Creating worlds in cyberspace. And in my head.
General Dynamics (GD) is the sixth-largest defense corporation in the world. Obviously, it's an American company. To realise how important GD is, we have to know that they were the original developers of F-16 Falcon, arguably the most lethal fighter jet engineered by mankind, and then sold that division to Lockheed Martin. However, GD is more involved and more prolific in land and marine weapons, especially guided missile systems on battleships.
In Navy terms, a Destroyer is a fast and maneuvrable battleship used to escort larger battleships and defend them from attackers. In order to defend, they have a variety of guided missile systems to launch against enemy aircraft, submarines, even land targets. We go back to 1999, on one such Destroyer in the US Navy, where GD is trying to solve a seemingly intractable computer problem. Their man responsible for managing computer systems on that battleship is a 38-year-old experienced programmer named Dwayne Richard Hipp.
The problem was deceptively simple. Every system having a computer - be it a laptop, a car, a refrigerator, a factory machine, or a guided missile - needs to store data. This data is almost always stored in the form of tables linked with each other, called a database. We can talk to a database using a special language called SQL. So, if you want to read or write data, you submit SQL commands to the database through your program. For example, if I deposit money in a bank, the cashier makes entries into the bank program, which sends the account number and amount to the bank's database using SQL and the balance is updated. The US Navy at that time was using Informix database developed by the mighty IBM. Although Informix was a great database for normal usage, it had two problems.
One, it was too big in size to fit on small computers like the ones on guided missiles. It was impossible to do so. Two, even if you did the impossible and somehow fit it on a missile, it needed to be 'installed' and 'administered' by a person because it was a separate process running on the missile's computer. Think how much time it takes to install software on your laptop. Now think how a missile - which after being fired is going to be destroyed anyways - might need tens of such databases for each task. One might be a GPS trying to calculate trajectory, another might be a fuel control mechanism, and another monitoring explosive material. If each database required a separate administrator, a few hundred missiles on a Destroyer would require thousands of non-military personnel only to manage databases and soon the battleship would be turned into the floor of an IT company. And what if a war starts? Would you take them into battle? I am sure some of my veteran IT friends would love to go!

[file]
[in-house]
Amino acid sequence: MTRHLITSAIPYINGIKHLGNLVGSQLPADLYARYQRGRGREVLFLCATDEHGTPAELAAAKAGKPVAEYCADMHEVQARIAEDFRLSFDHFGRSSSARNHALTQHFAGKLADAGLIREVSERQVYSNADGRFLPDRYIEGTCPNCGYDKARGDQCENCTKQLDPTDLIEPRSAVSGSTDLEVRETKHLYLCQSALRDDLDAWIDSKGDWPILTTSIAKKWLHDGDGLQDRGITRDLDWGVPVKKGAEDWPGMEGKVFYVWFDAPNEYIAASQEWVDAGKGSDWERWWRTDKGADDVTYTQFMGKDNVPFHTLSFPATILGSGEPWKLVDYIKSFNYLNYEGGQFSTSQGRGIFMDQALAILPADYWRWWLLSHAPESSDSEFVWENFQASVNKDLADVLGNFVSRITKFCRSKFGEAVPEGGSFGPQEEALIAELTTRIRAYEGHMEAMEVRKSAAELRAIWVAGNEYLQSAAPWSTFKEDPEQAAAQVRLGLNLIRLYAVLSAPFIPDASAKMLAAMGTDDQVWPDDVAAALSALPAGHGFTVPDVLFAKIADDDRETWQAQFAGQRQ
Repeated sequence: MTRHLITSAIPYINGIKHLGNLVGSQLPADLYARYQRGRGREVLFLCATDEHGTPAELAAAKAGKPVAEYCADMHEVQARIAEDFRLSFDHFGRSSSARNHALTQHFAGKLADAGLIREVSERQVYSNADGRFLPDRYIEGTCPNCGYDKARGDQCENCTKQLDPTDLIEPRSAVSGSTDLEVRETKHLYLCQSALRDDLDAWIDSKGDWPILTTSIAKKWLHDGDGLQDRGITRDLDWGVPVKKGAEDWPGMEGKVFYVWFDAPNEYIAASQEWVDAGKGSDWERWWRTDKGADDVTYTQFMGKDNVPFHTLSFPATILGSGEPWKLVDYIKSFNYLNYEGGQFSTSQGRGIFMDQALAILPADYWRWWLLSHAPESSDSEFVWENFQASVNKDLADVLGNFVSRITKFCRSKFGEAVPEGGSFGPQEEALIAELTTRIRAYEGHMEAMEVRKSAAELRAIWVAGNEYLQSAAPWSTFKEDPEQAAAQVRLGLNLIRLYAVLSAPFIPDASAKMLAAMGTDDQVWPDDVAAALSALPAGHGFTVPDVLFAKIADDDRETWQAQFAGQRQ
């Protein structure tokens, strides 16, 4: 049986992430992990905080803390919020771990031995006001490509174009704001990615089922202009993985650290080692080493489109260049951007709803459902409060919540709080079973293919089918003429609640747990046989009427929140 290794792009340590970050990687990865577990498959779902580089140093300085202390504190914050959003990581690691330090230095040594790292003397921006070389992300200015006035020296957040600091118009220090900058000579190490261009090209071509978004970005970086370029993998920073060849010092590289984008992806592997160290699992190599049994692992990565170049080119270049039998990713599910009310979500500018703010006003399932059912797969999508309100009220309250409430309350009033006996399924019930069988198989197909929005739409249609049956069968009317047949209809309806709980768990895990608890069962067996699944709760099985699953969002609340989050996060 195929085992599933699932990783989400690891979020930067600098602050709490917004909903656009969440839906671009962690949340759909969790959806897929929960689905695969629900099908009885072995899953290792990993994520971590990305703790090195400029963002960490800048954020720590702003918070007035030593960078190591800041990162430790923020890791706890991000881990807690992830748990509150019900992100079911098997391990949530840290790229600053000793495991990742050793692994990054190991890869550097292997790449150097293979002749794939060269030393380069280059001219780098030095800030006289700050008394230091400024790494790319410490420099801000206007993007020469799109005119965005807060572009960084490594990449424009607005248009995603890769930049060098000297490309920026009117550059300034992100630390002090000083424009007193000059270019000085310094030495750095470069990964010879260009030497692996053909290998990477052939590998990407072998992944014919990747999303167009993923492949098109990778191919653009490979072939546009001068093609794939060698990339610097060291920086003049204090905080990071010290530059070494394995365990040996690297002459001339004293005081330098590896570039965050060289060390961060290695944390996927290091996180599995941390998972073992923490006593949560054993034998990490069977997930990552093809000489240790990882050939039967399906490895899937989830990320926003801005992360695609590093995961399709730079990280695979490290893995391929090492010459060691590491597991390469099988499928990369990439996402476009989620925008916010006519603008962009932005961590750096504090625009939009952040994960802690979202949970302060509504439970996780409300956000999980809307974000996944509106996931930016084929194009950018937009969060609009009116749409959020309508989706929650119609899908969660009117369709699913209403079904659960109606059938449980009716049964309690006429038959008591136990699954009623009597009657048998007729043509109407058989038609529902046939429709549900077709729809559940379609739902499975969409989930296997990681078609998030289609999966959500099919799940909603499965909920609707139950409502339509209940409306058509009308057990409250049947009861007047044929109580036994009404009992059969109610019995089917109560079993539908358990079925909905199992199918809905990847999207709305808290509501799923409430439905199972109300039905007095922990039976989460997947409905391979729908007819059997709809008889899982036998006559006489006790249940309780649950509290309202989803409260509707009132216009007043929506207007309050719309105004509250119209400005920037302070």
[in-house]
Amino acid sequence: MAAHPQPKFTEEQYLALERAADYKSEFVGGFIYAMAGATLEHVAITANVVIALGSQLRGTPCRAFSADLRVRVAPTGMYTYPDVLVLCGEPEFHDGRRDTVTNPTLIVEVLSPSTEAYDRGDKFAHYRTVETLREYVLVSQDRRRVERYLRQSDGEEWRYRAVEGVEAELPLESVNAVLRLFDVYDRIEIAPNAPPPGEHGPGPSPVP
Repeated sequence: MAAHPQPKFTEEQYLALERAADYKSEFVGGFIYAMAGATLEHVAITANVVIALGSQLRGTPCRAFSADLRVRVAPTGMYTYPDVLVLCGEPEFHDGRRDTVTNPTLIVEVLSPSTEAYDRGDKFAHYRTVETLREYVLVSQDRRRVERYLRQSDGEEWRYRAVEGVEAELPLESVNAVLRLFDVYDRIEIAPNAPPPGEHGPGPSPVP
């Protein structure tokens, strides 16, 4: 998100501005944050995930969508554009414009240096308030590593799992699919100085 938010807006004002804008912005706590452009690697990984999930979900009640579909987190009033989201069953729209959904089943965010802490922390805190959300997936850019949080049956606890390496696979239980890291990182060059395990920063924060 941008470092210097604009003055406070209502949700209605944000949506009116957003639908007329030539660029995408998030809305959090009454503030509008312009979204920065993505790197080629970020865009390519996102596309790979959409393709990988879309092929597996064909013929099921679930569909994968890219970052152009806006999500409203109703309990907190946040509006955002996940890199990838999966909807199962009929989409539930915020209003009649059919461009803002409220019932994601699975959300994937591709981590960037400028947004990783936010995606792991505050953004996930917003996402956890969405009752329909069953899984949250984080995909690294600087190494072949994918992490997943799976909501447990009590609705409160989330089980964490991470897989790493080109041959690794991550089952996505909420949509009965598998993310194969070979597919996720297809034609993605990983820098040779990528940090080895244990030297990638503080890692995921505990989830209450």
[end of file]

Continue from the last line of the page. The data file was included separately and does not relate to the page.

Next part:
We can imagine Richard Hipp sipping coffee aboard, thinking continuously why the hell did he take up this project from General Dynamic. Although a PhD in computer science, Richard had believed the doctorate market was too saturated with far more talented people than him. So he started his own small software consulting firm, got married, lived a happy and settled life by 35. Now he was in the middle of a very real problem and the only way out was to solve it.
And solve it he did.
Within a year, in the spring of 2000, Richard came up with an answer. His solution was a single file written in the fastest programming language invented by humanity, the C language. This file could be simply copy-pasted in your program and it allowed the program to use any normal file (think notepad .txt) like a 100% SQL database. No need to install anything, administer anything or hire anyone! Once a program to calculate GPS is written, the special C file creates a complete little database inside which lives symbiotically with that program. The program would just do its job and manage its data somehow, making no fanfare about how it went about doing so. But inside, there is a complete, self-contained database engine at work.
This was how SQLite was born and used first to enable destroyer-guided missiles of the US Navy, without filling their battleships with nerdy techies.
Can you guess the size of that special file? It's 900 KB. Means you can fit five such files in the space required to store a .mp3 song!
The story doesn't end here. In a great act of selflessness, Richard made his creation free for anybody to use for whatever purpose. Within 5 years, SQLite was being used on 8 out of 10 machines in the world from your music player, your smart TV, your car, and your consumer durable. And the funniest place: there's a little SQLite that lives in your browser, like Firefox and Chrome. Isn't that amazing! A tiny database that lives inside a program.
Because it's rarely advertised, very few know about SQLite. It's not taught in any engineering class across India. However, I like to think it a proof of its greatness that none of us know about something that is present everywhere.
Whether anyone understood the importance of SQLite or not, Google did and in 2005 Dwayne Richard Hipp was awarded Google-O'Reilly Open Source Award. Google also secretly roped him in to consult on the development of a new mobile operating system it was building, called Android. And 15 years later, every app on your smartphone whether it is Android or Apple, has a tiny SQLite living inside it.
D. Richard Hipp is one of the most underrated inventors of our generation. He went on and invented many other things, but SQLite will remain his greatest gift to humankind, because if ever spaceships embark in search for habitable planets, they are sure to have millions of little SQLites ticking away inside them.
A respected salute to the selfless inventor!
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